Welcome ! This is the personal site / blog of Graham King. Most people come for the credit card generator, but I think the Categories (top right) are more interesting.

November 10, 2014

Release It: Write software for production

Posted in Software at 06:12 by graham

We need to design software to run in production. That’s the main lesson of Michael T. Nygard’s Release It. We often think of shipping the system as the end of the project, when in practice it is just the start.

Release It is an enjoyable book with some excellent production war stories. It suffers from being a little too broad in concepts, and a little too narrow in examples (all enterprise J2EE webapps). Despite this I’d recommend spending some time with it because it advocates a very important and easily overlooked idea: don’t code to pass the QA tests, code to avoid the 3am support call.

What follows are my notes from the book, which are a mixture of what the book says and what I think, grouped in categories that make sense to me.

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November 4, 2014

What a visit from Reddit looks like

Posted in Society at 05:58 by graham

My credit card generator was recently on the front page of reddit. Here’s what that looks like.

Here’s htop during peak traffic (click for larger view):

100% htop

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August 23, 2014

Learning assembler on Linux

Posted in Software at 04:49 by graham

For entertainment, I’m learning assembler on Linux. Jotting down some things I learn here.

There are two syntaxes, AT&T and Intel (Go uses it’s own, because Plan 9). They look very different, but once you get over that the differences are minimal. Linux tradition is mostly AT&T syntax, MS Windows mostly Intel.

There’s no standardisation, so each assembler can do things it’s own way. as, the GNU Assembler is the most common one on Linux (and what gcc emits by default), but nasm, the Net wide Assembler is very popular too. Code written for as will not assemble in nasm.

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June 28, 2014

Dump Go Abstract Syntax Tree

Posted in Software at 20:09 by graham

Go has good support for examining and modifying Go source code. This is a huge help in writing refactoring and code analysis tools. The first step is usually to parse a source file into it’s Abstract Syntax Tree representation. Here’s a complete program to display the AST for a given Go file:

package main

import (
    "go/ast"
    "go/parser"
    "go/token"
    "os"
)

func main() {
    fset := new(token.FileSet)
    f, _ := parser.ParseFile(fset, os.Args[1], nil, 0)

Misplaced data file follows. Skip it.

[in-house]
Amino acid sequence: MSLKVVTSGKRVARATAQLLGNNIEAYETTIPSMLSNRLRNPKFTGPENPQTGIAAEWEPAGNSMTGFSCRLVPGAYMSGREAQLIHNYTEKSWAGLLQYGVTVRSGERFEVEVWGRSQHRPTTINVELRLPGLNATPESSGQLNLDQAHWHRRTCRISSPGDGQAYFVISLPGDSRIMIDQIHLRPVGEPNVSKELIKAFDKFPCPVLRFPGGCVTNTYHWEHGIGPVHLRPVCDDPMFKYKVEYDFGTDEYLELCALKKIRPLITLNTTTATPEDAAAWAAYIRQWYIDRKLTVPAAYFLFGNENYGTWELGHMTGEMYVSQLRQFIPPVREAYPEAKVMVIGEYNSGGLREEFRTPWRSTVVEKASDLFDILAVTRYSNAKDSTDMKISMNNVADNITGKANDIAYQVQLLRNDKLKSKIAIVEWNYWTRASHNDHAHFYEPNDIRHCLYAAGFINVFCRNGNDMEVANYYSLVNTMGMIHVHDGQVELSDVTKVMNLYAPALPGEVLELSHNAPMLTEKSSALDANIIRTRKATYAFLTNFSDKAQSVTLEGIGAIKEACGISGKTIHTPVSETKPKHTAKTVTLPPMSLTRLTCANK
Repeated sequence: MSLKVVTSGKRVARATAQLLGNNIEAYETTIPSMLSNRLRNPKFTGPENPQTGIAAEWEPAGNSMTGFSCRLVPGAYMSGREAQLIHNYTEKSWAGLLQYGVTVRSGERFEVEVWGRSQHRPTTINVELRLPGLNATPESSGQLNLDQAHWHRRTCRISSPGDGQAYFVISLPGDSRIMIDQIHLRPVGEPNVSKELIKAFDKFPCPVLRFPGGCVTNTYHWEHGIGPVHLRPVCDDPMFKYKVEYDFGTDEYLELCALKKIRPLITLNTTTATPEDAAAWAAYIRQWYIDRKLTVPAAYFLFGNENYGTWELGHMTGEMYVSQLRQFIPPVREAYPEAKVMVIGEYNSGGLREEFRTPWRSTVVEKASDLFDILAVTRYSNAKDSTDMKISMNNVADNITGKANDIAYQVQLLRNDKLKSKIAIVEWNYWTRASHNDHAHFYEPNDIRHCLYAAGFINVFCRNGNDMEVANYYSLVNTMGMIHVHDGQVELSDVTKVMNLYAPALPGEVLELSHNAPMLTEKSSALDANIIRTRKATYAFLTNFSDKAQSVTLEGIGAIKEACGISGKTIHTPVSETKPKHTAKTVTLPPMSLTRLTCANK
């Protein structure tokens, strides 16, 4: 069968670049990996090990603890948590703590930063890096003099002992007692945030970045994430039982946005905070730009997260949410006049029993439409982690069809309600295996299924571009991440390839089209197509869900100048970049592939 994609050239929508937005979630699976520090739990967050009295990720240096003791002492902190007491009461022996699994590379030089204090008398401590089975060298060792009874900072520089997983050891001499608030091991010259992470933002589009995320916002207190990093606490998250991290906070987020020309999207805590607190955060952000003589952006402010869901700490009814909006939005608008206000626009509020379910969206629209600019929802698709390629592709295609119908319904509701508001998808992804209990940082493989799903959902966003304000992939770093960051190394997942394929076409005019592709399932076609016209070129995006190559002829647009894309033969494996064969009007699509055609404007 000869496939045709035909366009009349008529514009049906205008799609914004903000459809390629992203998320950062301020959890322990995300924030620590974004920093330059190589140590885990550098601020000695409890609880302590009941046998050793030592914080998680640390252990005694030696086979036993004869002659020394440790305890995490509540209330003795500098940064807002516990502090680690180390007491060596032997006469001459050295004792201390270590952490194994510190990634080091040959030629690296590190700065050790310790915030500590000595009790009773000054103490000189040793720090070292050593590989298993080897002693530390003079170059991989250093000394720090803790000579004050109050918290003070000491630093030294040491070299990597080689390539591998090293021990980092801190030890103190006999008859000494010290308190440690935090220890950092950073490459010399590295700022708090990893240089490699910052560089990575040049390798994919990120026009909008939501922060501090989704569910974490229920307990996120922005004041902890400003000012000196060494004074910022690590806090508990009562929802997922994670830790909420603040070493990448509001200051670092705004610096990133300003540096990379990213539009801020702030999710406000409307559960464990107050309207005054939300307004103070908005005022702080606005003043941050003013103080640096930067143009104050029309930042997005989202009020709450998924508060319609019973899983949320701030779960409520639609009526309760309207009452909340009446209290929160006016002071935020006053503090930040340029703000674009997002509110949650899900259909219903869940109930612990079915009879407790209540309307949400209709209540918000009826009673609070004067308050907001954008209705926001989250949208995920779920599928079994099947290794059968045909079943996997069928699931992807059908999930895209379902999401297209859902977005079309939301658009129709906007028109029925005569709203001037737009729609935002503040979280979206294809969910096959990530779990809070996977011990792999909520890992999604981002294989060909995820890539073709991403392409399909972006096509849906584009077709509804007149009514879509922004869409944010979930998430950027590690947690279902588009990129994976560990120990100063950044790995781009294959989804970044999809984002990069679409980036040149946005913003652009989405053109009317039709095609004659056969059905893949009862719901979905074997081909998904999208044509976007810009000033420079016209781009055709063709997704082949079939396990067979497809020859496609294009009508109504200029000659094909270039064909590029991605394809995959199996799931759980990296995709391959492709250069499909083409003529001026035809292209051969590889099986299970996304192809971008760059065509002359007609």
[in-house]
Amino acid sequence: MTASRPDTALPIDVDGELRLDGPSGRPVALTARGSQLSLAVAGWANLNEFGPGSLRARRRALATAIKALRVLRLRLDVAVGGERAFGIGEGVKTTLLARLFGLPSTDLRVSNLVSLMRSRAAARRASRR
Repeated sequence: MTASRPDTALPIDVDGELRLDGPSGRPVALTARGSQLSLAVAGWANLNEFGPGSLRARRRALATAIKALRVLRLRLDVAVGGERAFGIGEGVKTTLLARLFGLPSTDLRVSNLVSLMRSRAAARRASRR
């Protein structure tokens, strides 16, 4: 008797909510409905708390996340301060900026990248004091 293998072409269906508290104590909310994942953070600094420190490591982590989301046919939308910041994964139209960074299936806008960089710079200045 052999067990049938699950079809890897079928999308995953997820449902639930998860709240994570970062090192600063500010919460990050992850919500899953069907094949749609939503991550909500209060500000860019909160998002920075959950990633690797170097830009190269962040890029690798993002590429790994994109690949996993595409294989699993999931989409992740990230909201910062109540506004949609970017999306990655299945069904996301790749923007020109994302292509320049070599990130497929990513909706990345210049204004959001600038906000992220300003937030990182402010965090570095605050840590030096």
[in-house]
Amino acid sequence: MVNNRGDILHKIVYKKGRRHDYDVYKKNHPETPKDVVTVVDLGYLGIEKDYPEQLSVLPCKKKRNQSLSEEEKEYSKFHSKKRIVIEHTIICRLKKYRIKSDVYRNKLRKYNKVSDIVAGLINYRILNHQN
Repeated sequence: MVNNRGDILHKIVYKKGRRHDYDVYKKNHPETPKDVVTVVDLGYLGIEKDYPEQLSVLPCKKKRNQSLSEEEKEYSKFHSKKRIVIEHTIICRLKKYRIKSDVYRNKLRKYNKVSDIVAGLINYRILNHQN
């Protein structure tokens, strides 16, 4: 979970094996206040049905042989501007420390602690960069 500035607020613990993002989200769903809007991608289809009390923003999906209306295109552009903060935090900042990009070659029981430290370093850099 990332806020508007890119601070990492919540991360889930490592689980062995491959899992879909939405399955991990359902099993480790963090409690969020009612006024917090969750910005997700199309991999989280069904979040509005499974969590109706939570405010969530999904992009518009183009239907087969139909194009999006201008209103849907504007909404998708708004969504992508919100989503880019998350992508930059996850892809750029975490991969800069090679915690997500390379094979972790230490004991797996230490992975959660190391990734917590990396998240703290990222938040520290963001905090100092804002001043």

ast.Print(fset, f)
}

Use:

  • Save that as goast.go
  • Build it: go build goast.go
  • Run it: ./goast <myfile.go>

May 24, 2014

Sync, a Unix way

Posted in Software at 05:49 by graham

Ever since Dropbox, I’ve been searching for a self-hosted, secure (and now Condi-free) way of keeping my machines synchronised and backed up. There are lots. I tried many, wrote a couple myself, but none were exactly what I wanted.

My problem was thinking Windows, looking for a single program. Once I started thinking Unix, looking for modular components, the answers were obvious.

Storage

First we need a remote master storage to sync against, somewhere to backup our files. And we want that exposed as a local filesystem. I use the most obvious answer, sshfs:

sudo apt-get install sshfs
mkdir -p /home/graham/.backup/crypt  # Why 'crypt'? Read on.

sshfs server.example.com:backup /home/graham/.backup/crypt

You can use any storage that can appear as a filesytem, such as FTP (via curlftpfs), NTFS, and many others.

Encryption

There’s two kinds of data: public data, and encrypted data. We want the second kind. Just layer encfs:

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May 4, 2014

GopherCon 2014 favorite talks, notes

Posted in Software at 19:39 by graham

My favorite talks at GopherCon 2014:

  • Peter Bourgon: Best Practices for Production Environments Soundcloud were an early Go adopter, and this talk is their distilled learnings from two years of Go: Repo structure, config, logging, testing, deployment, and lots more. The one talk you need if you’re starting (or running) a significant Go project, and you want to do it right.

  • Petar Maymounkov: The Go Circuit: Towards Elastic Computation with No Failures Stick with this one. It starts off quite academic, but gets fascinating very fast. He models whole companies as a distributed system (based on CSP), then builds a language-agnostic cluster programming library where the API is a filesystem The Circuit. One of the highlights of the conference for me was building a filesystem with Petar in the hallway.

  • John Graham-Cumming: A Channel Compendium John is the author of those great in-depth Cloudflare blog posts. Solid talk about Go channels. nil channels always block, so you can ‘disable’ a select clause by setting a channel to nil. Closed channels never block. Heartbeat is just time.Tick, timeout is time.After. Go programs are small sequential pieces joined by channels.